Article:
FILM EDITING: 'VALKYRIE'
LOS ANGELES - In feature film production, it's not uncommon for the editorial team to accompany the rest of the crew on location. It allows cutting to begin quickly and keeps the editor in close contact with the director and other interested parties.
In the past, going on the road might have meant working in makeshift conditions with unfamiliar gear, but today with the ubiquitous availability of high quality editing equipment and well trained systems integrators to set up and support them, working out of a suitcase can feel a lot like home.
For the new United Artists film Valkyrie, editor and composer John Ottman and his crew spent nearly four months working alongside director Bryan Singer's production team in Berlin. When production wrapped, they packed up and headed to Los Angeles to continue their work. After several months of working out of a space in West Hollywood, the editing team moved again, this time to the Sony lot, where they completed the project.
Through each move, Ottman and company were able to continue their work without skipping a beat thanks in large part to Hula Post, which supplied their gear and set up the cutting room in the three locations.
Dylan Firshein, Ottman's first assistant editor and associate editor, recently talked with Post about the experience of cutting the World War II adventure and life on the road.
Post: You cut Valkyrie in HD. Did you have any hesitancy about working at high resolution?
Dylan Firshein: "It was our first time working in offline HD. Some companies that we consulted for the film said they wary of supporting our HD systems from overseas, but the Hula guys were adamant that it would succeed. They had done many HD projects and thought there wouldn't be any problems. That gave us the confidence to go forward with it. Of course, that was a year and a half ago. Today, it's more standard for features to cut in HD."
Post: You chose to work in Avid DNxHD 36 format. What was behind that decision and how did it work out?
Firshein: "Bryan Singer shot about a million-and-a-half feet of film and we transferred everything. It all ended up in the Avid. A million-and-a-half feet is quite a bit and, had we used a less compressed format, it would have taken up a huge amount of storage space. DNxHD 36 gave us the best of both worlds. It didn't look quite as good as a higher bit-rate codec, but we were still quite impressed with the quality and we felt it was a good trade off. In fact, it worked out so well that we ended up outputting directly from our Avid for previews. As a result, we didn't have to do a separate online conform, which would have required re-digitizing the whole movie and re-doing the effects. It allowed us to make changes right up to the last minute for those previews. It was a lot less painful."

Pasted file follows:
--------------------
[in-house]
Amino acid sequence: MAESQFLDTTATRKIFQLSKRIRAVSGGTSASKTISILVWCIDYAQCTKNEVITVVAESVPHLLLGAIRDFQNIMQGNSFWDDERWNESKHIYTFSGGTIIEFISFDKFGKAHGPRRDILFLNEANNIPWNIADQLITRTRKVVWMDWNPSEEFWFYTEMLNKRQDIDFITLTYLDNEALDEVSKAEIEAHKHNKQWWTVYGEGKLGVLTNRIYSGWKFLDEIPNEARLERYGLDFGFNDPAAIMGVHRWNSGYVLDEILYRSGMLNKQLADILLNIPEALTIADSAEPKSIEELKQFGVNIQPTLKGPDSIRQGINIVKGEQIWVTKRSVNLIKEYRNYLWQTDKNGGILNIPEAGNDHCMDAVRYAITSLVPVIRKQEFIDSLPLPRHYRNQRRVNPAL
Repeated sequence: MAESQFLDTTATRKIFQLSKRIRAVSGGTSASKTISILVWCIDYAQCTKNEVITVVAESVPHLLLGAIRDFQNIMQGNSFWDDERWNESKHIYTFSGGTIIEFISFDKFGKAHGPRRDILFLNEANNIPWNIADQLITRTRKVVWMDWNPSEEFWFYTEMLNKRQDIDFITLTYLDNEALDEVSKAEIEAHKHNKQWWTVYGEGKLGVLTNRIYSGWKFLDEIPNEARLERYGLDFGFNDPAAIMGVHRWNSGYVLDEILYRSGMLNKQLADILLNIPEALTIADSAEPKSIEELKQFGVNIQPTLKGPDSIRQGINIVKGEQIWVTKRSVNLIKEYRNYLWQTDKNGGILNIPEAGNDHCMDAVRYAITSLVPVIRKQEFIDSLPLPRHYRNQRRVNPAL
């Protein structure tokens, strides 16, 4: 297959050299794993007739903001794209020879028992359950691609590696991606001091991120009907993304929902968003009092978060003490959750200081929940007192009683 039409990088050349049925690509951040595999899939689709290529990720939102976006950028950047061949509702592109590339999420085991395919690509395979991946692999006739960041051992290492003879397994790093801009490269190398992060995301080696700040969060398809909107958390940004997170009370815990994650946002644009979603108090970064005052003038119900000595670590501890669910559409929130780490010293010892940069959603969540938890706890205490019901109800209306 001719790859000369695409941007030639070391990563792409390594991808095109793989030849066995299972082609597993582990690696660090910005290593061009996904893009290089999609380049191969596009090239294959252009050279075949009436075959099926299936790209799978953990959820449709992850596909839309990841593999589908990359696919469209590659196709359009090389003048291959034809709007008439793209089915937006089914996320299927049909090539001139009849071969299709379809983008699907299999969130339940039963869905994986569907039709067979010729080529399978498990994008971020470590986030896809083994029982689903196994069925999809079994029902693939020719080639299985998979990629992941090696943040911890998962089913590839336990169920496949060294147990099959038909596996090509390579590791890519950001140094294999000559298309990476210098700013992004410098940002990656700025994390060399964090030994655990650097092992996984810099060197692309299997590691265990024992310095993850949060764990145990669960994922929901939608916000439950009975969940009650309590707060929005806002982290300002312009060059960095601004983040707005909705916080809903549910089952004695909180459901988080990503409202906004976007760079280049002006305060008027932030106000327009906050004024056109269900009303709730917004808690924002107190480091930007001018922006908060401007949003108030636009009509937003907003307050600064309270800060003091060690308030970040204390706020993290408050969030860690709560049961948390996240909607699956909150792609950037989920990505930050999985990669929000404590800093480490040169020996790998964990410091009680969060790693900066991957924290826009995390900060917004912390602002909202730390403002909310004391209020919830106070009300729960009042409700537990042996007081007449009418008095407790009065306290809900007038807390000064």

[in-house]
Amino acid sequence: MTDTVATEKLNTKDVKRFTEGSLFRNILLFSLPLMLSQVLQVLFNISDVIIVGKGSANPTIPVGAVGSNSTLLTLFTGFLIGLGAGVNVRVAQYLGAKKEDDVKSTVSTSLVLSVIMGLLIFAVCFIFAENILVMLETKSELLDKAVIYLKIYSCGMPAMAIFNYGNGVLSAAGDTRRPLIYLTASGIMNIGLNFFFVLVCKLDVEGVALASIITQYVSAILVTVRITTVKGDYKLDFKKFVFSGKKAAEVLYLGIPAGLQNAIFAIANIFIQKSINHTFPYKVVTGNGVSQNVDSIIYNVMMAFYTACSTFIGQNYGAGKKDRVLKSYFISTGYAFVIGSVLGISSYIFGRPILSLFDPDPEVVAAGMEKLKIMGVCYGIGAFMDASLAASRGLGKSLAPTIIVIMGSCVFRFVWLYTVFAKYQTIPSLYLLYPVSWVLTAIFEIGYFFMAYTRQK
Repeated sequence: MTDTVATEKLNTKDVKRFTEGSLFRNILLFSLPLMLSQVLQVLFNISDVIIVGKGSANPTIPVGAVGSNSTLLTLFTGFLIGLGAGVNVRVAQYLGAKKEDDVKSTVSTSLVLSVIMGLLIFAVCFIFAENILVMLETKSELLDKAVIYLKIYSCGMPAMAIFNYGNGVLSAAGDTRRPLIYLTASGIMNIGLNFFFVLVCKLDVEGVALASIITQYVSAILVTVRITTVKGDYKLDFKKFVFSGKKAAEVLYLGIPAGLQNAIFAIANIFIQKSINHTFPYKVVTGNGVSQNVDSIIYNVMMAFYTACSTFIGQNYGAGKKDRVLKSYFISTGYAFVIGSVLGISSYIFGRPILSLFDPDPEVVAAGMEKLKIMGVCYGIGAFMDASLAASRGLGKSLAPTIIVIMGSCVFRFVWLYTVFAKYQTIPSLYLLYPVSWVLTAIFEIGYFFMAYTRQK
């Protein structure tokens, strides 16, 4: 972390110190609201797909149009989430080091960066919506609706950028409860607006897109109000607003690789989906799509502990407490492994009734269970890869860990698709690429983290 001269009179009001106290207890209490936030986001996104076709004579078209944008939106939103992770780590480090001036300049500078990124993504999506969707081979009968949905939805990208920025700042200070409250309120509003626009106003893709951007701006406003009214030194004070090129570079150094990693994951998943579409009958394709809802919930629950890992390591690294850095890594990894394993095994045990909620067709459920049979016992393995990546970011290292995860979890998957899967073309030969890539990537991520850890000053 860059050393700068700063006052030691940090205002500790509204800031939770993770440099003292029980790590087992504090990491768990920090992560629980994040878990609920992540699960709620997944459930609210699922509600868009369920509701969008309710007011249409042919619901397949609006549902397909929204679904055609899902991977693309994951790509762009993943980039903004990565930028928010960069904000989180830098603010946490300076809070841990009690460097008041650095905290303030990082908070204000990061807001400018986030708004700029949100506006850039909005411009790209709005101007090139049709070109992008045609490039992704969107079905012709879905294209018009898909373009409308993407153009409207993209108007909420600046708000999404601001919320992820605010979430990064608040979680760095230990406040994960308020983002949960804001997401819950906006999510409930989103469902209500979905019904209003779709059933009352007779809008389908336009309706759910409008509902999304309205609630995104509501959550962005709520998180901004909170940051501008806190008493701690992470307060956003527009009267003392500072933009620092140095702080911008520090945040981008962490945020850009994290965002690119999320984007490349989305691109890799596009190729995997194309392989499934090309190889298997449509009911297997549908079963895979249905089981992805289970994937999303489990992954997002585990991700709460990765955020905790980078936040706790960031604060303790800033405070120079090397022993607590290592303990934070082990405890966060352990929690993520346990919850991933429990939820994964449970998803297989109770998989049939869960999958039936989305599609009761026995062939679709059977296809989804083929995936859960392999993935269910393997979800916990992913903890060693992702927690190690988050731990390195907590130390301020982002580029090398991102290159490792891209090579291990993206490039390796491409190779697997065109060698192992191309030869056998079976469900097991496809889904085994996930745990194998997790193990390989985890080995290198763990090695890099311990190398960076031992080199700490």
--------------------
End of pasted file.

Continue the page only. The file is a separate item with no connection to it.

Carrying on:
Post: Was it difficult to get set up in Germany?
Firshein: "We were in Berlin for three-and-a-half months. We got there on July 14th, a Saturday, and had to get the whole thing set up and running by Monday. Hula sent along two technicians from France and they helped us get set up (including patching the Avids into a neighboring screening room for dailies viewing). On Monday, when John arrived, we had our first set of dailies ready to go. When we were ready to leave Germany, the Hula guys came back and packed up our stuff. I kept my own back up copy of the edit just to be safe. If something bad had happened, I could have rebuilt the project. But it all came through fine. In fact, the system beat me to LA by a day. When we needed to move to Sony, our final resting place, Hula came back again and picked up our stuff in short order."
Post: Can you tell us a bit about your workflow?
Firshein: "It was virtually tapeless. The show was shot on film and then transferred to HDCAM. From that point on, everything we gave to the other departments — marketing, sound, music and visual effects — was transferred via drives. Nothing was transferred to tape or DVD. It was faster and more efficient to keep it file-based the whole way."
Post: So you didn't encounter any equipment issues while you were on the road?
Firshein: "The main thing I look for is a good system that is set up the right way from the beginning. The MacPros were very reliable and the Avid Adrenalines were fantastic. All of our systems were real workhorses. Hula left us with an extra Adrenaline just to be safe, because we were so far away, but we never had to use it. The systems were up and running and stayed that way. That's the best part."